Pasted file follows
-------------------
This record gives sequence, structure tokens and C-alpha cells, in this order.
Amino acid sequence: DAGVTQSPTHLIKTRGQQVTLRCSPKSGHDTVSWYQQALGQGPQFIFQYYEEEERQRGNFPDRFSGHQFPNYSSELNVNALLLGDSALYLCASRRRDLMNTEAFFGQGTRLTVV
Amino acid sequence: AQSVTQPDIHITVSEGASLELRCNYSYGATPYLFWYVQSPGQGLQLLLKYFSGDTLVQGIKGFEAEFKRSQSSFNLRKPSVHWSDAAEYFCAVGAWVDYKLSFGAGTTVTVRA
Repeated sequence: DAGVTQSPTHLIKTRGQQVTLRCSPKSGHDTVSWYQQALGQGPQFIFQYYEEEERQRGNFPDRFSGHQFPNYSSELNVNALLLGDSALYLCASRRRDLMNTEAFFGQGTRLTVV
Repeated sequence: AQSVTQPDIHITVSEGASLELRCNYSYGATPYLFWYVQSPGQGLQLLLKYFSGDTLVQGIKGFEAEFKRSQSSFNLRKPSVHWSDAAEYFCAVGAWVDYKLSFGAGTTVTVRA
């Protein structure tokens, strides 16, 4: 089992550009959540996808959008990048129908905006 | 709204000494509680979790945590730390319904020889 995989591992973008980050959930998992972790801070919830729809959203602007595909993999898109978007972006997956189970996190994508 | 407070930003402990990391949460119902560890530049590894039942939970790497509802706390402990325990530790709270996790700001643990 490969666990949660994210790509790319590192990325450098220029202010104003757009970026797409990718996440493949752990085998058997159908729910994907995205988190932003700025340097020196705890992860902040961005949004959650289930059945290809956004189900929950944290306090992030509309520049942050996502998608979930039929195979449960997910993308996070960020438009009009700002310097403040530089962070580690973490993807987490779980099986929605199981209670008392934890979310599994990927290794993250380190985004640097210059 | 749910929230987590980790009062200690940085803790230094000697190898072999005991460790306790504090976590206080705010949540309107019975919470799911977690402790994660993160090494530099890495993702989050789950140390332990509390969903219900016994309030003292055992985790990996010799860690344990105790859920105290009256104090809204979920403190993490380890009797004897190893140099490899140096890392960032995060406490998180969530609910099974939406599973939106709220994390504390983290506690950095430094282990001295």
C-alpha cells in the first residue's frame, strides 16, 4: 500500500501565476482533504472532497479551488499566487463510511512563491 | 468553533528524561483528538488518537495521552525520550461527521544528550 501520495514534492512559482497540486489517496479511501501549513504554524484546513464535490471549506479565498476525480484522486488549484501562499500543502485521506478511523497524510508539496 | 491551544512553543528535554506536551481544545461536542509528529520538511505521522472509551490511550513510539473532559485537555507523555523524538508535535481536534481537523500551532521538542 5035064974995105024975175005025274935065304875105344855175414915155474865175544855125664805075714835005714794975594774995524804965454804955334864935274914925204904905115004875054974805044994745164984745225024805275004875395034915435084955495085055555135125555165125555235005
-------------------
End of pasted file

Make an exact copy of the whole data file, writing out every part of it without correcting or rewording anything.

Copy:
This record gives sequence, structure tokens and C-alpha cells, in this order.
Amino acid sequence: DAGVTQSPTHLIKTRGQQVTLRCSPKSGHDTVSWYQQALGQGPQFIFQYYEEEERQRGNFPDRFSGHQFPNYSSELNVNALLLGDSALYLCASRRRDLMNTEAFFGQGTRLTVV
Amino acid sequence: AQSVTQPDIHITVSEGASLELRCNYSYGATPYLFWYVQSPGQGLQLLLKYFSGDTLVQGIKGFEAEFKRSQSSFNLRKPSVHWSDAAEYFCAVGAWVDYKLSFGAGTTVTVRA
Repeated sequence: DAGVTQSPTHLIKTRGQQVTLRCSPKSGHDTVSWYQQALGQGPQFIFQYYEEEERQRGNFPDRFSGHQFPNYSSELNVNALLLGDSALYLCASRRRDLMNTEAFFGQGTRLTVV
Repeated sequence: AQSVTQPDIHITVSEGASLELRCNYSYGATPYLFWYVQSPGQGLQLLLKYFSGDTLVQGIKGFEAEFKRSQSSFNLRKPSVHWSDAAEYFCAVGAWVDYKLSFGAGTTVTVRA
């Protein structure tokens, strides 16, 4: 089992550009959540996808959008990048129908905006 | 709204000494509680979790945590730390319904020889 995989591992973008980050959930998992972790801070919830729809959203602007595909993999898109978007972006997956189970996190994508 | 407070930003402990990391949460119902560890530049590894039942939970790497509802706390402990325990530790709270996790700001643990 490969666990949660994210790509790319590192990325450098220029202010104003757009970026797409990718996440493949752990085998058997159908729910994907995205988190932003700025340097020196705890992860902040961005949004959650289930059945290809956004189900929950944290306090992030509309520049942050996502998608979930039929195979449960997910993308996070960020438009009009700002310097403040530089962070580690973490993807987490779980099986929605199981209670008392934890979310599994990927290794993250380190985004640097210059 | 749910929230987590980790009062200690940085803790230094000697190898072999005991460790306790504090976590206080705010949540309107019975919470799911977690402790994660993160090494530099890495993702989050789950140390332990509390969903219900016994309030003292055992985790990996010799860690344990105790859920105290009256104090809204979920403190993490380890009797004897190893140099490899140096890392960032995060406490998180969530609910099974939406599973939106709220994390504390983290506690950095430094282990001295």
C-alpha cells in the first residue's frame, strides 16, 4: 500500500501565476482533504472532497479551488499566487463510511512563491 | 468553533528524561483528538488518537495521552525520550461527521544528550 501520495514534492512559482497540486489517496479511501501549513504554524484546513464535490471549506479565498476525480484522486488549484501562499500543502485521506478511523497524510508539496 | 491551544512553543528535554506536551481544545461536542509528529520538511505521522472509551490511550513510539473532559485537555507523555523524538508535535481536534481537523500551532521538542 5035064974995105024975175005025274935065304875105344855175414915155474865175544855125664805075714835005714794975594774995524804965454804955334864935274914925204904905115004875054974805044994745164984745225024805275004875395034915435084955495085055555135125555165125555235005